Breakfast serial. 5-star hotels.

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FOXTROTS 

Fox – sly.  Trots – left-leaning (Trotsky) plus its more insalubrious meaning.  Foxtrots – leading the industry in a dance. 
 

2006 March 20

Breakfast serial. 5-star hotels.

I recently had a breakfast at a top-of-the-market hotel but as it was not me who was paying, I will not reveal its name*.  

Only a-la-carte was available, so I asked why no buffet? Because, I was informed, the hotel’s food & beverage director believes that guests at a (real) 5-star hotel should not need to get up from their table to collect their own breakfast.  

Obviously, I move in different circles (Ed: no comment).  

I believe that most 5-star customers are also human beings, and some like to order a la carte, and some don’t. Indeed, I believe that ‘choice’ is the most important 5-star offer.  

However, I was hungry.  

I knew what I wanted for breakfast, so I ordered it. But in the mix of cereals I requested, I was given too much of one and not enough of the other. (Because I only know what I want as I carry out the function of serving myself).  

Also, I like to top up my cereal with fresh fruit – but decide which based on the fruit available, and how appetising it looks. I like an omelette with more of one ingredient than another…and so on.  

So that in the end, even though I got exactly the breakfast I had ordered, with excellent ingredients, I had a miserable breakfast.  

(*For those wishing to know the name, please mail a US$100 bill – no, make that 100 euros – in a plain envelope, to my usual address. I may respond.)

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Low fare or low cost? Muddled thinking.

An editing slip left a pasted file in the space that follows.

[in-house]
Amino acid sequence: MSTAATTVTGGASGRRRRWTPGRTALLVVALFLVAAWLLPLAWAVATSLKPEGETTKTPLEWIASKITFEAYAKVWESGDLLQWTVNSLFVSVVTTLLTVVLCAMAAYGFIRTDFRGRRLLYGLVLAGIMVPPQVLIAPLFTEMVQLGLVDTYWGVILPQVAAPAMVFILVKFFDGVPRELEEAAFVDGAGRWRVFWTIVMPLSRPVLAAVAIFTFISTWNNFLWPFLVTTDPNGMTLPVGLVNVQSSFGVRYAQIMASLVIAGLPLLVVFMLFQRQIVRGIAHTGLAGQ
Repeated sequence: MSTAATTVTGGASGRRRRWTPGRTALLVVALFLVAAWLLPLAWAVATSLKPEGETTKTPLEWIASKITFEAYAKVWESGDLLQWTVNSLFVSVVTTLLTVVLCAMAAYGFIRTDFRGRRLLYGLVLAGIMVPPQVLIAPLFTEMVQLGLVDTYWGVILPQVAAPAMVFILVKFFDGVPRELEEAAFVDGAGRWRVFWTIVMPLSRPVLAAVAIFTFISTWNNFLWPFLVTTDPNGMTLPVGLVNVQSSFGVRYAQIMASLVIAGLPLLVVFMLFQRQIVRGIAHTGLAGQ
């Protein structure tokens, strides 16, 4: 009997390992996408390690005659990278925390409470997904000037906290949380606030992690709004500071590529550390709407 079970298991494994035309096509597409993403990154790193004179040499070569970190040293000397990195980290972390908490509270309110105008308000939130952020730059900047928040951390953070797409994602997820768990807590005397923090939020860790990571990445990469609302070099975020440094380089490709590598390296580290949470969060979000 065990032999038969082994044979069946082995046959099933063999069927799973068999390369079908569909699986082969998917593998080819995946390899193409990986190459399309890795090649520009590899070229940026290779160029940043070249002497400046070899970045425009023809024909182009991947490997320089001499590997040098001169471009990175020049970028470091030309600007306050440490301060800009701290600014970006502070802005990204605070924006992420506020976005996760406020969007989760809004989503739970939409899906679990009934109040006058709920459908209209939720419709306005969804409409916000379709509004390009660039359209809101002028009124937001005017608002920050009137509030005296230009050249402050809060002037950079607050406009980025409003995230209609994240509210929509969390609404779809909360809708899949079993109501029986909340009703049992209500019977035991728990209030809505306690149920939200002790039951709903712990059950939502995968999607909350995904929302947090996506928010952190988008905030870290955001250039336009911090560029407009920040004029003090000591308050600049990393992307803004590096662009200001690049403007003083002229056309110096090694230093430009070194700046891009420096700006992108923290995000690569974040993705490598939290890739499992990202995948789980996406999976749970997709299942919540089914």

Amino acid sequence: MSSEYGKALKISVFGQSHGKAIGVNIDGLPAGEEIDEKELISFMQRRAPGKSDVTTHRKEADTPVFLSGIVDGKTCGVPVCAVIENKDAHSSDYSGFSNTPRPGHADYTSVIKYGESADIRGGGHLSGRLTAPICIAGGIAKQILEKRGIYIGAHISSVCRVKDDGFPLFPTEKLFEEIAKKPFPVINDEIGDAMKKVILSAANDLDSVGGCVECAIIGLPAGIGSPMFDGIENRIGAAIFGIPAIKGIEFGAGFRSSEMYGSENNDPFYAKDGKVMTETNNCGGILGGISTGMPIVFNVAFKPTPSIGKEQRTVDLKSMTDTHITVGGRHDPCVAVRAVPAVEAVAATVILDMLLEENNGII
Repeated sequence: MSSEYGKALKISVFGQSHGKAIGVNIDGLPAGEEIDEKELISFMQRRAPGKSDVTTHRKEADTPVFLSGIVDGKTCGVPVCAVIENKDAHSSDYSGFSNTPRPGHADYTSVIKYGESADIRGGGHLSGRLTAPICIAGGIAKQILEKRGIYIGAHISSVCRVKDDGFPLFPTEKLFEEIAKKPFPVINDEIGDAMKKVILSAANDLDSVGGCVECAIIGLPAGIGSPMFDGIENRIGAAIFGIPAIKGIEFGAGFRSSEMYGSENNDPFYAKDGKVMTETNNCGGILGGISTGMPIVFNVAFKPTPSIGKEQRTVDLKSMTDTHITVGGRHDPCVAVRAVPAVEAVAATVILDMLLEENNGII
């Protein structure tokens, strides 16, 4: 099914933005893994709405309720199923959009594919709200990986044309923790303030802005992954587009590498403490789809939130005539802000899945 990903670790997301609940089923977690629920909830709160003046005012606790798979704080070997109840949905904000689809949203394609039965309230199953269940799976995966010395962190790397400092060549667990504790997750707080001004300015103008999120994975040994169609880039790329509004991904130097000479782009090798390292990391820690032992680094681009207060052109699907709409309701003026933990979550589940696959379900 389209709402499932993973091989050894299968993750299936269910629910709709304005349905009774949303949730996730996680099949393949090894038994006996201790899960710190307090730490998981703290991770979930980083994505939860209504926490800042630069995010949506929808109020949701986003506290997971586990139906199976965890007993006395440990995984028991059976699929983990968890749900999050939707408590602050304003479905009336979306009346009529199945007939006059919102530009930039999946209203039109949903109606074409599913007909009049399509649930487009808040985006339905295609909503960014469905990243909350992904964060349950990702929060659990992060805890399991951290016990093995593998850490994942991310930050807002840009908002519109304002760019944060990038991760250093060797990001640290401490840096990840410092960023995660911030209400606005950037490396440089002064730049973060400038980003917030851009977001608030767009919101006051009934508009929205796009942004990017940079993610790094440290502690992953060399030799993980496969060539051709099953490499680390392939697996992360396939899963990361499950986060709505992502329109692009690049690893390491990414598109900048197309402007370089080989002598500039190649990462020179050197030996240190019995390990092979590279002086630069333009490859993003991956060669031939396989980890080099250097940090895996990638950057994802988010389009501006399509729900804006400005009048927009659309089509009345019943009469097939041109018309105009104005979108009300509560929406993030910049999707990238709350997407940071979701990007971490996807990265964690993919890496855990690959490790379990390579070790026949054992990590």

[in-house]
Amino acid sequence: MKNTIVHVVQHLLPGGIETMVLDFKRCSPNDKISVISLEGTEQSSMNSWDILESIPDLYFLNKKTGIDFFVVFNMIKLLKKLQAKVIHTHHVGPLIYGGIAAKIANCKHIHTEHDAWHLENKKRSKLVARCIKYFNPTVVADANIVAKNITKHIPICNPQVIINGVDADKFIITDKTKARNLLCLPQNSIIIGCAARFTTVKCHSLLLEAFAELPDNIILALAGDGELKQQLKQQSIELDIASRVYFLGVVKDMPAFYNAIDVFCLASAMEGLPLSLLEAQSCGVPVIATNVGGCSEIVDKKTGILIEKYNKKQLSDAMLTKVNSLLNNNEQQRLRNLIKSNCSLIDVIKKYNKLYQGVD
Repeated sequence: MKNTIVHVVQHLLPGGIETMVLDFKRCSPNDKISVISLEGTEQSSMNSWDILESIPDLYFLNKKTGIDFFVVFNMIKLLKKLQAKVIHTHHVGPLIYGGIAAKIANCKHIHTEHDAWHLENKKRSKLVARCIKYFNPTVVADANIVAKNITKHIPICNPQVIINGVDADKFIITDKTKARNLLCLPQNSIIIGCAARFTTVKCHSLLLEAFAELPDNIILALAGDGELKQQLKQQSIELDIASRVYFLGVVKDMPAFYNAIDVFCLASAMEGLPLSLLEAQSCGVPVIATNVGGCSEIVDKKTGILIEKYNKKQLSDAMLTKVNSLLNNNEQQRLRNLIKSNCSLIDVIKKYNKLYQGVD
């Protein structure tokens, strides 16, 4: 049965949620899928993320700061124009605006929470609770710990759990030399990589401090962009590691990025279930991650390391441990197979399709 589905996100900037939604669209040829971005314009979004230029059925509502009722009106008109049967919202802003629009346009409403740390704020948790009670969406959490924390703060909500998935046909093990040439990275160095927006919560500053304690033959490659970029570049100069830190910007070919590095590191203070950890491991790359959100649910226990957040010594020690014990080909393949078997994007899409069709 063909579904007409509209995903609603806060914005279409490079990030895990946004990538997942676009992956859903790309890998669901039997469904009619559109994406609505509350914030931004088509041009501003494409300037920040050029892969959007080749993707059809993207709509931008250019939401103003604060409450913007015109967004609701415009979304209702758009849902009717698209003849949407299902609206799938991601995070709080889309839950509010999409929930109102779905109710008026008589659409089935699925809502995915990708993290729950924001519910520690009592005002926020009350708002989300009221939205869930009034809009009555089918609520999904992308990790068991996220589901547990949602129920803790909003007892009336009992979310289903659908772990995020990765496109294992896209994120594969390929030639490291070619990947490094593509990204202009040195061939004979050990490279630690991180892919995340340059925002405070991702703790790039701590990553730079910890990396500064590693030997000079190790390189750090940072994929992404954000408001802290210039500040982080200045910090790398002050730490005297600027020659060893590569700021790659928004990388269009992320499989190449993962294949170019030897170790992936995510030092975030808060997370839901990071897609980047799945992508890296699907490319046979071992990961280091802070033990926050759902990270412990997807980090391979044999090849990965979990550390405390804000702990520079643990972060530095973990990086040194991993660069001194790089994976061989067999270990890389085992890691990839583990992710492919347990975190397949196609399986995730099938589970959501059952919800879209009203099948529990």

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FOXTROTS 

Fox – sly.  Trots – left-leaning (Trotsky) plus its more insalubrious meaning.  Foxtrots – leading the industry in a dance. 

2006 March 10

Low fare or low cost? Muddled thinking.

Have full-service airlines got cost-cutting wrong?

They say they are cutting costs to enable them to better meet low-fare airline competition. They may have missed the point.

LFAs started and grew by offering basics – and therefore having no need to charge for other services (such as travel agency commission, free changes of reservations, refunds, blankets). They guessed, rightly, that many passengers did not want all these ‘frills’ or if they wanted some (like coffee on board) they were ready to pay for it.

But, equally, there are many passengers that want full-service, or all-frills, and are willing to pay for it.

Full-service airlines will lose their fight if they cut fares but still offer frills (which also include operational matters, like 60” instead of 25” aircraft turnarounds so the aircraft can be properly cleaned, seatbacks emptied, etc).